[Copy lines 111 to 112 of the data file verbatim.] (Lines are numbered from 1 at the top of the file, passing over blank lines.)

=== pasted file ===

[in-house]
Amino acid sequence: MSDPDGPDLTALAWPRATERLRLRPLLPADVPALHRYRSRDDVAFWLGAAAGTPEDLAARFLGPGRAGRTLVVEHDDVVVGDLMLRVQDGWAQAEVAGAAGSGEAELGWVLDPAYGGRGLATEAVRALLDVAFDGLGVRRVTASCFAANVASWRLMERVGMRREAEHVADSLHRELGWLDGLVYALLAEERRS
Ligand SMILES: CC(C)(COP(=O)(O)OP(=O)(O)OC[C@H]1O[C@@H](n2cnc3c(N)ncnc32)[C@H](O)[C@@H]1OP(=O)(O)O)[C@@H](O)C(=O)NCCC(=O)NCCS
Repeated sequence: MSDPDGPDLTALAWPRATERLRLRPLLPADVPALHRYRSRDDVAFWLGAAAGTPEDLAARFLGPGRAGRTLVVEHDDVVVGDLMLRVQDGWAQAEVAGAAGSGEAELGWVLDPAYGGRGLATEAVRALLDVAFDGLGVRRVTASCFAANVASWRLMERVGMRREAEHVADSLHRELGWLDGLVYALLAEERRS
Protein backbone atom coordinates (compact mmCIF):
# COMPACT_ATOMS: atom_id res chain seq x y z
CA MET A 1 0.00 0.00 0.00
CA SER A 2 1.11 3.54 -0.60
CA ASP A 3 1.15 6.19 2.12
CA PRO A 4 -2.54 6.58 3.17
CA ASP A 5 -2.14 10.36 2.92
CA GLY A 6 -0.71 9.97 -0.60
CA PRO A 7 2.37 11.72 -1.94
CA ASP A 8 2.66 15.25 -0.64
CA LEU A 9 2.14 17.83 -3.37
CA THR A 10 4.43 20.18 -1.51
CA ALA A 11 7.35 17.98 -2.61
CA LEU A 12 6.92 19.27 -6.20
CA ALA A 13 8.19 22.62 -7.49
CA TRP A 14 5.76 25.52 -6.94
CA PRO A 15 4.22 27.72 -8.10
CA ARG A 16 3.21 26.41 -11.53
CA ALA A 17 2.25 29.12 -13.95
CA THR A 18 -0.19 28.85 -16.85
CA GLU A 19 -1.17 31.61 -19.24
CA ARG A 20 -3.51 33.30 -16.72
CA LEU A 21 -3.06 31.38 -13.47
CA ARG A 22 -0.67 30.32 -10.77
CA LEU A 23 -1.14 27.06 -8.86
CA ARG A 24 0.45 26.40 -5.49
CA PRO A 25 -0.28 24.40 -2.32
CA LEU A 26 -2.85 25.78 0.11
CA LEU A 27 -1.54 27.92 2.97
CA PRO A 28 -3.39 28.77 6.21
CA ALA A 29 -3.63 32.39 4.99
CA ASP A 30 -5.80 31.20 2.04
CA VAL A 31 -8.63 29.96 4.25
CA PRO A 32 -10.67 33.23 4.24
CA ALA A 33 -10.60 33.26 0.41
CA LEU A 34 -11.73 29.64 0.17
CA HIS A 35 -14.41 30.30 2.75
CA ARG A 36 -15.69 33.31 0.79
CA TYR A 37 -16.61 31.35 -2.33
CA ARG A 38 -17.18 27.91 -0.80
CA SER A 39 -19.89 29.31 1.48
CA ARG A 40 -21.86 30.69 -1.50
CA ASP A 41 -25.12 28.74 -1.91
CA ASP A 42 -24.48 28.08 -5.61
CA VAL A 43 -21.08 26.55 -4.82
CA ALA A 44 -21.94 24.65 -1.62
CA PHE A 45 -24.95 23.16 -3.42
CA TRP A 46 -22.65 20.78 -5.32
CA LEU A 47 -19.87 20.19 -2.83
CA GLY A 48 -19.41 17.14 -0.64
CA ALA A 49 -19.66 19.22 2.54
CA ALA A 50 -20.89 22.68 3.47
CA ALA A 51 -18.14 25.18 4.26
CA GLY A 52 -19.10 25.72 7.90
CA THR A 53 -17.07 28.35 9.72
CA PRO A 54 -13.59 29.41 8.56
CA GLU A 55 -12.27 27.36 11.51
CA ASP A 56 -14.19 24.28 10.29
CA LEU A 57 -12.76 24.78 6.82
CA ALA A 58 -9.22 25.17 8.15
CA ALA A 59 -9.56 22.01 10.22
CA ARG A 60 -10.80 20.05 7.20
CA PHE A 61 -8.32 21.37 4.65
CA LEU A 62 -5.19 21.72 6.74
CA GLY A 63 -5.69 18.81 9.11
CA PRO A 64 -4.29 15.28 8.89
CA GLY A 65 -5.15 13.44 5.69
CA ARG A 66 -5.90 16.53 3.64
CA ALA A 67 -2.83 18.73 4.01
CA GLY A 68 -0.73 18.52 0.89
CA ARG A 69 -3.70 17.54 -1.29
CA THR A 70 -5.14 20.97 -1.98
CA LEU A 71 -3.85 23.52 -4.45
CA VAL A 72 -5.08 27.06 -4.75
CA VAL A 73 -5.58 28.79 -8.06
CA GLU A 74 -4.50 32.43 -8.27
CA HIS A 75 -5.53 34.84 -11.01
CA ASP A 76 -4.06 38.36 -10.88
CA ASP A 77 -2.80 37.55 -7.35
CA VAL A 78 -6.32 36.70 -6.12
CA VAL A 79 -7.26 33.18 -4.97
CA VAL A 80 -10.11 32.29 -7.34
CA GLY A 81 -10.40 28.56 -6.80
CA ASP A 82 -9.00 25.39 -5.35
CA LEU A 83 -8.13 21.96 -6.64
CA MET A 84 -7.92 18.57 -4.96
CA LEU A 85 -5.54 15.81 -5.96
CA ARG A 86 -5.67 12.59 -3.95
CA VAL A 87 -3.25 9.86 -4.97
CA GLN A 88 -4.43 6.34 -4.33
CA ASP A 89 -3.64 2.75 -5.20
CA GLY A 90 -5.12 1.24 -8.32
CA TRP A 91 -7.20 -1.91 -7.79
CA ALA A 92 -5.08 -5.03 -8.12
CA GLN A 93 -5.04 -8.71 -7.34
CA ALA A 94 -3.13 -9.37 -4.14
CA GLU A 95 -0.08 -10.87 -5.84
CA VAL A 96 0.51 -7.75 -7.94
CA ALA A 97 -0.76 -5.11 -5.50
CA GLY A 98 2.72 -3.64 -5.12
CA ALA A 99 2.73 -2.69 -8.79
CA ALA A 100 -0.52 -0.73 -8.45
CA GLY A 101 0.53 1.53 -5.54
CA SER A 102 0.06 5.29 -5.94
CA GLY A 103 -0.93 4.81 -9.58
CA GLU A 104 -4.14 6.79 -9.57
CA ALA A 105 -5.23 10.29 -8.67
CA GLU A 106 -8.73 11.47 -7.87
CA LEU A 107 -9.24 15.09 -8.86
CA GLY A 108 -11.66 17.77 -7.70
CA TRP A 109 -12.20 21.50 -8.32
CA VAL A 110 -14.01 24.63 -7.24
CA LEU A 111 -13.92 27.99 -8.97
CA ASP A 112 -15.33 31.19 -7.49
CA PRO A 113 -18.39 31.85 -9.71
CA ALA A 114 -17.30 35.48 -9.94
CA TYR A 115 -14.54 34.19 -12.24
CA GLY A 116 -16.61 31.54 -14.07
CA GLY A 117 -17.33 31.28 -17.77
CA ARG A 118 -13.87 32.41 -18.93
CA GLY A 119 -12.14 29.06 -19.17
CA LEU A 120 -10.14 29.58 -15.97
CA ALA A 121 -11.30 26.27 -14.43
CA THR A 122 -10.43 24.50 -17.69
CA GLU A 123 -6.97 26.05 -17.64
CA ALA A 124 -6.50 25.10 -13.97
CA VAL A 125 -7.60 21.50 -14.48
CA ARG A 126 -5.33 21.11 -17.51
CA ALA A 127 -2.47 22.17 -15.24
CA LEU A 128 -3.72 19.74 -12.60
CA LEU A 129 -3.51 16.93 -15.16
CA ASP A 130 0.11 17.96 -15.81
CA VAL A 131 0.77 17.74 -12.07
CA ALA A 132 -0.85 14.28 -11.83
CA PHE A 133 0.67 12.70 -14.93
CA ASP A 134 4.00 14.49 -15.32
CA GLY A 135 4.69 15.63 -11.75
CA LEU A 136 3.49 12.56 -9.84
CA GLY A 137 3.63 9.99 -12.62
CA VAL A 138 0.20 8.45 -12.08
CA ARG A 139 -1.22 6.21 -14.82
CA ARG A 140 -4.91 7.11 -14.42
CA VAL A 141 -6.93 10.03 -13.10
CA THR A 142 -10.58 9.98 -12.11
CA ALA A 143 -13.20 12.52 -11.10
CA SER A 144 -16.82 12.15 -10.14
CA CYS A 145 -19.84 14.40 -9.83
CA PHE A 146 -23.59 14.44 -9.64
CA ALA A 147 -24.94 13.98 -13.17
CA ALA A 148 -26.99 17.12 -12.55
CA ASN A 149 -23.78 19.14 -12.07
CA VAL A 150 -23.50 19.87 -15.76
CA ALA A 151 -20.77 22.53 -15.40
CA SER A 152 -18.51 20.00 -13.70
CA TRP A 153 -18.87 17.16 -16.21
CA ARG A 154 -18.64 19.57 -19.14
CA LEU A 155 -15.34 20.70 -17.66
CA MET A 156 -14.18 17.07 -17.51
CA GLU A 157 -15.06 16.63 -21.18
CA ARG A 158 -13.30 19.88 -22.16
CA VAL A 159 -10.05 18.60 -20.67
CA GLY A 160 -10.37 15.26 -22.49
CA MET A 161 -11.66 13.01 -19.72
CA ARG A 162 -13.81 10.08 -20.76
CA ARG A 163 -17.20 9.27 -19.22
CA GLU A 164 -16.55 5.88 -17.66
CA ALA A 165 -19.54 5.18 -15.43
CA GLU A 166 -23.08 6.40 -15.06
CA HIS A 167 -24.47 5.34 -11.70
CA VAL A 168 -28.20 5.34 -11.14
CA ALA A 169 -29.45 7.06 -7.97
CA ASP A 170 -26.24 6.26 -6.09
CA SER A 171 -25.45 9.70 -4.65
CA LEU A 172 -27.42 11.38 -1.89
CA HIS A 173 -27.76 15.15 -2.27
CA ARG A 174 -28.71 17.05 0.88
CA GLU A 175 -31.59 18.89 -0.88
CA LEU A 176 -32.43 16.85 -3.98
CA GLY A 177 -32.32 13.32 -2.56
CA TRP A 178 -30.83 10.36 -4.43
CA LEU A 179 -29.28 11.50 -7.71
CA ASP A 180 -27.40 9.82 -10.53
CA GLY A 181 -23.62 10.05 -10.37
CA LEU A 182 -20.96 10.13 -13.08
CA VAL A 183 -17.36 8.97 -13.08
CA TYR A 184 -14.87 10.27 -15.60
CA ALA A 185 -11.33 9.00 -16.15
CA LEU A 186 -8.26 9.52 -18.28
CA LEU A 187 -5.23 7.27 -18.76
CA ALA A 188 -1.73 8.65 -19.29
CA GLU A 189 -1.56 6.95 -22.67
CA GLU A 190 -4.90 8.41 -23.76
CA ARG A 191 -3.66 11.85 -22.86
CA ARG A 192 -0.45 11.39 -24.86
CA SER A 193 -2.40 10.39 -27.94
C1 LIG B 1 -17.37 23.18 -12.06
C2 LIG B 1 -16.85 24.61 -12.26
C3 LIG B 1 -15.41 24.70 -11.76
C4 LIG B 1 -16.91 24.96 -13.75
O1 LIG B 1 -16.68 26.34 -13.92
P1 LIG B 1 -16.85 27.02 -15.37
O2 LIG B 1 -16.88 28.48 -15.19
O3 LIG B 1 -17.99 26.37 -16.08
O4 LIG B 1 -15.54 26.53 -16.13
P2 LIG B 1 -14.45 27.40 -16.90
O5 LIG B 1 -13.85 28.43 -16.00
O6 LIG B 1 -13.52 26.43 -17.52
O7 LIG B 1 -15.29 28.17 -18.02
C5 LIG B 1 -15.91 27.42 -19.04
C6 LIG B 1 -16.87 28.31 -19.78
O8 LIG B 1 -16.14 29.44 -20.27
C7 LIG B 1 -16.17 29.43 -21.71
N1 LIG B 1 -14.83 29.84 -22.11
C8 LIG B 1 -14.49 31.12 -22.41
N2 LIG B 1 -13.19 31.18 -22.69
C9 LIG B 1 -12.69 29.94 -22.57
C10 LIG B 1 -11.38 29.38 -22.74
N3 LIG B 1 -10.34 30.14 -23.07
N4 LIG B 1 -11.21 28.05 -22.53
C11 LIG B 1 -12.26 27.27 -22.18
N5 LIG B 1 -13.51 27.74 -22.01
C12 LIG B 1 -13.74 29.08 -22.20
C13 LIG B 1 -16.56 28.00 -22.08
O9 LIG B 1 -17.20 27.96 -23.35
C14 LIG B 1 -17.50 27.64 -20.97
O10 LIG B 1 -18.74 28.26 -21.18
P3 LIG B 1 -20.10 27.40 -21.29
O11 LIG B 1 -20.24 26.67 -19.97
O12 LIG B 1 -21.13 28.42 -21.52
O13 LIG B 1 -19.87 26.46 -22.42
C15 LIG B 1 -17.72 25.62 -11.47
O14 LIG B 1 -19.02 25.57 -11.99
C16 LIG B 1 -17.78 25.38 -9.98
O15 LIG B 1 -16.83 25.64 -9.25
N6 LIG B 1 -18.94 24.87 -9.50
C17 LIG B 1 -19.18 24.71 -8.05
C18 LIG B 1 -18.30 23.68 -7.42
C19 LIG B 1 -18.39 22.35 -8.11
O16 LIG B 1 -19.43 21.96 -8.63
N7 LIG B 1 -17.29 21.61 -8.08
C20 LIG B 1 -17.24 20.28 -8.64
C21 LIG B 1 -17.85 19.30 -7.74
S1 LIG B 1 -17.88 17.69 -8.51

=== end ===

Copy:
CA ALA A 105 -5.23 10.29 -8.67
CA GLU A 106 -8.73 11.47 -7.87